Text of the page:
I am just beginning to look into octave, and had a few questions
about the current state of things. My goal is to implement, or at
least test the feasibility of implementing the functionality (very
limited) of the matlab*p project
(http://supertech.lcs.mit.edu/~cly/matlabp.html) in octave.
I have a few questions, and would appreciate any feedback and pointers:
How easy is it to change the layout of data objects (pardon me if
my terminology is not the best) in octave, to support parallel
objects ? I am beginning to look at the sparse matrix implementation
in octave-forge to get an idea..
Is operator overloading possible without modifying the octave sources ?
What is the current state of sparse matrix implementation in octave ?
There was a recent discussion about MPI support in octave. The sources
seem to have a --with-mpi option to configure, but there doesn't seem
to be MPI support in the codebase. Is there a chance of any near future
versions of octave being released with MPI support ? What would be the
best way to get MPI support in octave otherwise ?
Each "parallelsection" is potentially executed on a remote node
2. Octave binary separation. One concern voiced in an earlier discussion
of adding MPI support to Octave was that we didn't want people to have
to recompile Octave if they wanted MPI support. I have added an
interface layer in the Octave source which can be dynamically linked to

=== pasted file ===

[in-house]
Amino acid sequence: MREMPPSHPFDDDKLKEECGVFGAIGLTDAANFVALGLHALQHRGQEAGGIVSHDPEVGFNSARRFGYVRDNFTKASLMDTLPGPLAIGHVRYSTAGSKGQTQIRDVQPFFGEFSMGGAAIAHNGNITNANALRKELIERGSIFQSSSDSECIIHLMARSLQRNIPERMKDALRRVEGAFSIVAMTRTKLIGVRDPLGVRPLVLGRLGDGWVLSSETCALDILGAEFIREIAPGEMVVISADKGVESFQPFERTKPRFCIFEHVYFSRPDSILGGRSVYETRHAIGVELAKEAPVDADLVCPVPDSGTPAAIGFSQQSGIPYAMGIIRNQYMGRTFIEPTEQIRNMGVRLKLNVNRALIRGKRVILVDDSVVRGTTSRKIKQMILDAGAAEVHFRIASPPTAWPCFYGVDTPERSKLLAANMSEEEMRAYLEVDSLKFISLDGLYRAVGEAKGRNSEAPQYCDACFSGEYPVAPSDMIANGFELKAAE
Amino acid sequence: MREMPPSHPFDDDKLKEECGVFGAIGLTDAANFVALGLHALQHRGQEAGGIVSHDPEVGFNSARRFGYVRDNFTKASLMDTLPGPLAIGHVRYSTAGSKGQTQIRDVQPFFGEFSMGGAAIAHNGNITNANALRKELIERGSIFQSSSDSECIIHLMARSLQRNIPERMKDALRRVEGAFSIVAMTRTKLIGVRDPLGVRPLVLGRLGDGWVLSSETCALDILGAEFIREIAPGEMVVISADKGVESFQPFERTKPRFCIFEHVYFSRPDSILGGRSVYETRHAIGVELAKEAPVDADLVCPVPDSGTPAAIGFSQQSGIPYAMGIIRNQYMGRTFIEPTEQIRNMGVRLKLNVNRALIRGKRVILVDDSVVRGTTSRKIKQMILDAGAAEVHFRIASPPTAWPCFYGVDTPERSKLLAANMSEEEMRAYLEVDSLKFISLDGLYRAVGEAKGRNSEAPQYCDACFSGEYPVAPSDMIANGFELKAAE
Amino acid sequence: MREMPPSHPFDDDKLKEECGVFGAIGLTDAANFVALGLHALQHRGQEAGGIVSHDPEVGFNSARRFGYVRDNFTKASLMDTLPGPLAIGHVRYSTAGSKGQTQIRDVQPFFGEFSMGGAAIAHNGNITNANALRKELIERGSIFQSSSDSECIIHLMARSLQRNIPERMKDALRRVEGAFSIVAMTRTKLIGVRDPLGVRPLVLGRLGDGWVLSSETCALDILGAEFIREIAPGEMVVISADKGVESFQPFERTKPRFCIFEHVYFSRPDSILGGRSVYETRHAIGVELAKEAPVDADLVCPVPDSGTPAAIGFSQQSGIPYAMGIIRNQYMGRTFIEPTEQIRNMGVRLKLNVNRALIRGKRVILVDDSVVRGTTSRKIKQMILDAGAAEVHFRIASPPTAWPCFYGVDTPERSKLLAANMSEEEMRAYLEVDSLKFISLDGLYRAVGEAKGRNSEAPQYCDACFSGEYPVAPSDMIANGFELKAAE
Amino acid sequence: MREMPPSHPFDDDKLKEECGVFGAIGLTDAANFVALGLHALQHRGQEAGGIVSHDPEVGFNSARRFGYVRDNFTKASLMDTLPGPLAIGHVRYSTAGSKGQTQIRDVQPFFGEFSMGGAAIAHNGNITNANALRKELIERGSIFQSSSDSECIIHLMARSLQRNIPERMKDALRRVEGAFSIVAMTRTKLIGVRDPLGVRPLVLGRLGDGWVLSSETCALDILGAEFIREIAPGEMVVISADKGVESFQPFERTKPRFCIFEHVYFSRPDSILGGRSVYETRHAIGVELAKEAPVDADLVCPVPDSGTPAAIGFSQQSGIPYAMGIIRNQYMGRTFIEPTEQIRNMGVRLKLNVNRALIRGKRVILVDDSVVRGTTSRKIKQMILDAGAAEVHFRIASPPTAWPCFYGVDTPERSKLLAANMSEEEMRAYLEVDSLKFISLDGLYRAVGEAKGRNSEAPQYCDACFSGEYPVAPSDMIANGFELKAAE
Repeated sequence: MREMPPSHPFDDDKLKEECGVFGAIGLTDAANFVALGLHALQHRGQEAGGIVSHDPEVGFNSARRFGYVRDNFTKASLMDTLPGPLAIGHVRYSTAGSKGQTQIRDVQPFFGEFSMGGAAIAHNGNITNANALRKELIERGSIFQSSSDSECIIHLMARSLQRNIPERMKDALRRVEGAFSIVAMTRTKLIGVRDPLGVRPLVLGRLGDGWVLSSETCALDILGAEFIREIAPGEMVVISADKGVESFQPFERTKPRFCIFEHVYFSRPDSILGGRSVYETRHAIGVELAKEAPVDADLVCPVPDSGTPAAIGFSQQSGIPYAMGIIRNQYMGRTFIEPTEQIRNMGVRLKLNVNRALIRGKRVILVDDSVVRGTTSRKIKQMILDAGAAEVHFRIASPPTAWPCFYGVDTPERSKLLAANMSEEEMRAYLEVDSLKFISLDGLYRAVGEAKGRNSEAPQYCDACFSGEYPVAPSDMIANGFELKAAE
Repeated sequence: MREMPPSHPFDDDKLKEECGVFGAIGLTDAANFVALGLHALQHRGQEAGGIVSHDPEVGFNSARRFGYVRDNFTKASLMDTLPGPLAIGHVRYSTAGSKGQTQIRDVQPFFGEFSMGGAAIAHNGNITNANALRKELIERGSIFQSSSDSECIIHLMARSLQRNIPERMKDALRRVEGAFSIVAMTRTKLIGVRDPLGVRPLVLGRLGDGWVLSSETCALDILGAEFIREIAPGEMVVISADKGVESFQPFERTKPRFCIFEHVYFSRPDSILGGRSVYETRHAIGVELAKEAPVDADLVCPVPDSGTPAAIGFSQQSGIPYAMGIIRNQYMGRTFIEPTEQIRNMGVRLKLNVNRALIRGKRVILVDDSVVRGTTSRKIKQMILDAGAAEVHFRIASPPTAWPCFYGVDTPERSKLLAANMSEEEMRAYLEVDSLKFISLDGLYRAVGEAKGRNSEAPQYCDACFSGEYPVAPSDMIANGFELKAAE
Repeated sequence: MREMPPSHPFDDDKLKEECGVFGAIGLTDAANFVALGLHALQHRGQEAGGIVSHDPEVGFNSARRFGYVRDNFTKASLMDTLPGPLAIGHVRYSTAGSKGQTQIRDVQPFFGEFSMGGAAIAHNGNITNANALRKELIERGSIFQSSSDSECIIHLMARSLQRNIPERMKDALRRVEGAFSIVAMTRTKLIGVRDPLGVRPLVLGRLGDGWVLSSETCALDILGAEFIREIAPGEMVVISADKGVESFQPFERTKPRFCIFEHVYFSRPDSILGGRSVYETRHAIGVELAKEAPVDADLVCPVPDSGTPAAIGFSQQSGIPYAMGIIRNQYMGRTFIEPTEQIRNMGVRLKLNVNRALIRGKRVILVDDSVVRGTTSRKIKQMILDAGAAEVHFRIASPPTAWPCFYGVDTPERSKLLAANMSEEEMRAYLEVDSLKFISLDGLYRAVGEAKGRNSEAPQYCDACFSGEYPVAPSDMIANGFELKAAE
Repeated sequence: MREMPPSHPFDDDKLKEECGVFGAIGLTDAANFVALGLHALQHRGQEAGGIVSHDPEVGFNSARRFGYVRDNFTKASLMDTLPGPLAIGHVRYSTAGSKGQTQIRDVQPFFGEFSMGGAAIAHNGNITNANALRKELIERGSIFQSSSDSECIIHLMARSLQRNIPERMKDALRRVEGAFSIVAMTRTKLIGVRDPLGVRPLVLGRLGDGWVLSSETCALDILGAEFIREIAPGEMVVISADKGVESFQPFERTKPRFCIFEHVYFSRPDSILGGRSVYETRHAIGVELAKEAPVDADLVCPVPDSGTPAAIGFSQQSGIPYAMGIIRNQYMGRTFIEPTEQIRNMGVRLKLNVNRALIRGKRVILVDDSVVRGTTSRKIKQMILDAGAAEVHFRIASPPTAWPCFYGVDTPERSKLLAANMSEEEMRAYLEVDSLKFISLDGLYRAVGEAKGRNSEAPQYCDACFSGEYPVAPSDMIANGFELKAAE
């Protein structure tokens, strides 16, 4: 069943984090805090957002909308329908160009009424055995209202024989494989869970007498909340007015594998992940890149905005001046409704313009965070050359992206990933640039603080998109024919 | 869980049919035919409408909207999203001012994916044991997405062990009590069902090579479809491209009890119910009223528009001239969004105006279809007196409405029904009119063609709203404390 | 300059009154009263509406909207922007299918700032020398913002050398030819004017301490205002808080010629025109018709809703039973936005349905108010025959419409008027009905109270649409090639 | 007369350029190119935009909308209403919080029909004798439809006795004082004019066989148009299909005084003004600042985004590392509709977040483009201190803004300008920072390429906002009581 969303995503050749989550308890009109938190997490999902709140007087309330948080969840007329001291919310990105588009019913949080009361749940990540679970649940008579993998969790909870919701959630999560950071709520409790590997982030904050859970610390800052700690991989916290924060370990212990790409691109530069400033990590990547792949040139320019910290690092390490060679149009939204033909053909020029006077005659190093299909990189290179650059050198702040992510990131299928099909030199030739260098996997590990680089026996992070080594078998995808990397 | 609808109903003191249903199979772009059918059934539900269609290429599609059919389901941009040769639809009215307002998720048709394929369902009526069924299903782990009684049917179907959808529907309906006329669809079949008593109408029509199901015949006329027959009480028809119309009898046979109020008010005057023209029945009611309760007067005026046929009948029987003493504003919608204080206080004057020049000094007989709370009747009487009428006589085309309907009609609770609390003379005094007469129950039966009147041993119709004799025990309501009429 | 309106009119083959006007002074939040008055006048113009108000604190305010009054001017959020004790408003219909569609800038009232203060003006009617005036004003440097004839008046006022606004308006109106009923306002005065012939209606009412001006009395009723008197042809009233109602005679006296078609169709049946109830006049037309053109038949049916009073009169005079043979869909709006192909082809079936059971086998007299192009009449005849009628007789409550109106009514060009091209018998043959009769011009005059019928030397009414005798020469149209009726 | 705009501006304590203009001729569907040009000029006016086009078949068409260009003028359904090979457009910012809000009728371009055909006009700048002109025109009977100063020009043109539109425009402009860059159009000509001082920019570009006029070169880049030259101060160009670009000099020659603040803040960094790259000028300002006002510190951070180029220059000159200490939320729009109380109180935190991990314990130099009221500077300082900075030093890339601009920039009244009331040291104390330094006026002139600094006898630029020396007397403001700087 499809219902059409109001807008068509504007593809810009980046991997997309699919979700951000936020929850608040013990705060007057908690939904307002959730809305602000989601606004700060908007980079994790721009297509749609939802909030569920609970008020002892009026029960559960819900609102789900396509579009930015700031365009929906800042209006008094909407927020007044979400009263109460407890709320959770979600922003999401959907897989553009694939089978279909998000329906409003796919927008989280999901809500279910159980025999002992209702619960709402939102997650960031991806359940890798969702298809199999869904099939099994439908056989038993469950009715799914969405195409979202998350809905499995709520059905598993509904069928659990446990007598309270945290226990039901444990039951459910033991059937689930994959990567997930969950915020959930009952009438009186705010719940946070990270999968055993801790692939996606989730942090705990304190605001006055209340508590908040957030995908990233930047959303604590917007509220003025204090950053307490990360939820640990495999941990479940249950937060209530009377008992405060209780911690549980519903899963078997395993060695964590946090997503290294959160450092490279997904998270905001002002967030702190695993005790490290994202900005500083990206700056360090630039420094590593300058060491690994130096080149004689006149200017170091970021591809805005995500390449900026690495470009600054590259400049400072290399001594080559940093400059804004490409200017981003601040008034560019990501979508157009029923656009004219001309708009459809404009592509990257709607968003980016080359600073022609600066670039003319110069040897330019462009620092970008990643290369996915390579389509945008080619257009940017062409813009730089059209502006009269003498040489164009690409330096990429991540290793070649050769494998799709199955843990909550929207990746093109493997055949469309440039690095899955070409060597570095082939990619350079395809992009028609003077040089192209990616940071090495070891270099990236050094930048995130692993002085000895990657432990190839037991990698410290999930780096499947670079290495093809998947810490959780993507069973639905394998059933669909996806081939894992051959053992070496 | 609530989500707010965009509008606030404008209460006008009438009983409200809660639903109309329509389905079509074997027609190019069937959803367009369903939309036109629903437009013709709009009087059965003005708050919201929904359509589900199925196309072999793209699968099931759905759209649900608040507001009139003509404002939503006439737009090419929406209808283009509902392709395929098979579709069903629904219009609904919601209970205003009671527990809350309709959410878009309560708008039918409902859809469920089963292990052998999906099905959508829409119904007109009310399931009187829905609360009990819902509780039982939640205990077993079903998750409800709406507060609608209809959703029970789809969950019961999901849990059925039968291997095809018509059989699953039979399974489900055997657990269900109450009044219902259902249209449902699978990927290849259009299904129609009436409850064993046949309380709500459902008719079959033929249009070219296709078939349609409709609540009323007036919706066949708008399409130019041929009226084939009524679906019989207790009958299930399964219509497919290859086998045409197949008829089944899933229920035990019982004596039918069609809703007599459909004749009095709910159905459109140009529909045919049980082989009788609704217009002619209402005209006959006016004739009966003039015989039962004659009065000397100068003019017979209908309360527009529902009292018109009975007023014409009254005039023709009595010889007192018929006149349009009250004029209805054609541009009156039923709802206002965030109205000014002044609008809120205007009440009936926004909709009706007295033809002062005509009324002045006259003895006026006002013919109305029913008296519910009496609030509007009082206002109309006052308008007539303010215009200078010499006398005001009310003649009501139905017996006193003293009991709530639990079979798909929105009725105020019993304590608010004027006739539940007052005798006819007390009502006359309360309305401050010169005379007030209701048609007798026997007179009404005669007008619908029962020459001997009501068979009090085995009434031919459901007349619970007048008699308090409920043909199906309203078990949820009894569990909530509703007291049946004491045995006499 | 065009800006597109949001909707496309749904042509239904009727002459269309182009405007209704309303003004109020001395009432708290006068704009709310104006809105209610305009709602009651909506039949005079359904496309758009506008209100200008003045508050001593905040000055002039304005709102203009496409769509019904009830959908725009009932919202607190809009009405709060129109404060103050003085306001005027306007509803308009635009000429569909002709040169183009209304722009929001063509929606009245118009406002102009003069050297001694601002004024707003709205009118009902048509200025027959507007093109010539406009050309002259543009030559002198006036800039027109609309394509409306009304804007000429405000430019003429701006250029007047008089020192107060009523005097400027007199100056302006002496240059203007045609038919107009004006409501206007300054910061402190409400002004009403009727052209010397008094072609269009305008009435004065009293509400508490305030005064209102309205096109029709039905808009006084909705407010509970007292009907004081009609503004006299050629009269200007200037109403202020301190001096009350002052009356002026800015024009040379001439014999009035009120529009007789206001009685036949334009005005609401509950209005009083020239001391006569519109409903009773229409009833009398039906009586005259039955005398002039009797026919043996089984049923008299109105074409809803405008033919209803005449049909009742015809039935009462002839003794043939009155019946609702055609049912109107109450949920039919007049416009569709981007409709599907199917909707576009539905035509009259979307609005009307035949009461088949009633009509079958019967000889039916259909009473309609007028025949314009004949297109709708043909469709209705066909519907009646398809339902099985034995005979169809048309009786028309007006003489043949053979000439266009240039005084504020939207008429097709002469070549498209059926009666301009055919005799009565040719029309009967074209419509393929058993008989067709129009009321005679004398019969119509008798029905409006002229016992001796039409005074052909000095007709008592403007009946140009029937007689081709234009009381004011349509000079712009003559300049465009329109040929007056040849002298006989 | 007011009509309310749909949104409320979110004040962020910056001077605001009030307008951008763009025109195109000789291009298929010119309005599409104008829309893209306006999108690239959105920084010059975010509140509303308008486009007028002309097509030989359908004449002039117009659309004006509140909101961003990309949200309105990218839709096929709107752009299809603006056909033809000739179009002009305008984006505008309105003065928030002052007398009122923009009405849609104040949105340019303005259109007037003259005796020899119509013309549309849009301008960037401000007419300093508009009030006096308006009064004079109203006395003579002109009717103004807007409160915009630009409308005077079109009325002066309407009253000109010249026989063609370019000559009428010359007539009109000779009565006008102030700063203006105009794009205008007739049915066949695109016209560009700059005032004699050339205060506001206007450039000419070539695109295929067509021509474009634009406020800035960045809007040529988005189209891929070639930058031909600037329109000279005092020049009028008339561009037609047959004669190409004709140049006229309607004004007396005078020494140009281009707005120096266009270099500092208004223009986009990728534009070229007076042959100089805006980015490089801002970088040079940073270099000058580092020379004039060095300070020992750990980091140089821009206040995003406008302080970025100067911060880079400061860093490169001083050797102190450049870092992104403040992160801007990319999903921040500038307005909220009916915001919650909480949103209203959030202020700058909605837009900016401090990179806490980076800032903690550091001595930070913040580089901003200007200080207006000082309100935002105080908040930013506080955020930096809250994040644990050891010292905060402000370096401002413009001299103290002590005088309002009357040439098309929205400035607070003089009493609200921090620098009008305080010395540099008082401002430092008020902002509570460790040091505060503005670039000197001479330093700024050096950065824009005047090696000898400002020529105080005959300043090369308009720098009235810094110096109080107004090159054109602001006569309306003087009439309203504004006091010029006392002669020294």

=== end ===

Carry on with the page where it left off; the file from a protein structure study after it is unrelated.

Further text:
what I call a PIL (Parallel Interface Library) to give MPI support (or
your parallel interface of choice). If no PIL is specified at Octave
startup, parallel command, such as the one shown above, are executed
locally, in a serial fashion, yielding the same numerical results as if
they were executed on multiple processors.
3. An Distributed Abstraction Layer. For those of you who have been
following the discussions on implementing a better plotting commands in
Octave, you'll know that everyone has a favorite package, but the
general fealing is that Octave should have a uniform interface, with
some capacity to access "special" features of individual packages.
Distributed support is not much different: (1) Everyone has their
favorite implementation MPI, PVM, etc ... (2) each one of those package
have similarities and unique features. IMHO it would be wrong to tie
Octave to one of these. The Parallel Interface Library potentially
solves this problem by allowing users to implement an interface which
allows Octave to execute the code shown above and/or additionally
install implementation specific API's.